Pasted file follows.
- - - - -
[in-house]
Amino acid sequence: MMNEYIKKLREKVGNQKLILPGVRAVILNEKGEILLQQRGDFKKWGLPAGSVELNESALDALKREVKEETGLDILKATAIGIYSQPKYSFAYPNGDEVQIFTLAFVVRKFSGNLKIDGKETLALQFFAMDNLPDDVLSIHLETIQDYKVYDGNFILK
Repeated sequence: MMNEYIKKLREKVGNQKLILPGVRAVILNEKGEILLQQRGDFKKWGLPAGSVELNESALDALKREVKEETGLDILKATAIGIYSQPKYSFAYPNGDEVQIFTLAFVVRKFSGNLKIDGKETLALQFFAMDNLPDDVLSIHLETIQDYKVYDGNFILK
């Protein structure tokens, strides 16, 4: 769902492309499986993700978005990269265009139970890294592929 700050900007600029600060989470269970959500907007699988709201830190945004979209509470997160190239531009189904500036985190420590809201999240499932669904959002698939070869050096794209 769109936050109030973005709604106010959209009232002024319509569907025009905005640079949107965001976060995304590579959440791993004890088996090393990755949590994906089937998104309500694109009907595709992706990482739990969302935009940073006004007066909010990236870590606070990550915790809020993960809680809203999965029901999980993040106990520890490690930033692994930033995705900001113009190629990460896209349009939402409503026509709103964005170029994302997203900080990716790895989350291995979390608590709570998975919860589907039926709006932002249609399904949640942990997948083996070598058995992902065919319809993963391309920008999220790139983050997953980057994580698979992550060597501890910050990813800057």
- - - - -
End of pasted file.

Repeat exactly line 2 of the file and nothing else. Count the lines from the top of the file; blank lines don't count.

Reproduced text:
Amino acid sequence: MMNEYIKKLREKVGNQKLILPGVRAVILNEKGEILLQQRGDFKKWGLPAGSVELNESALDALKREVKEETGLDILKATAIGIYSQPKYSFAYPNGDEVQIFTLAFVVRKFSGNLKIDGKETLALQFFAMDNLPDDVLSIHLETIQDYKVYDGNFILK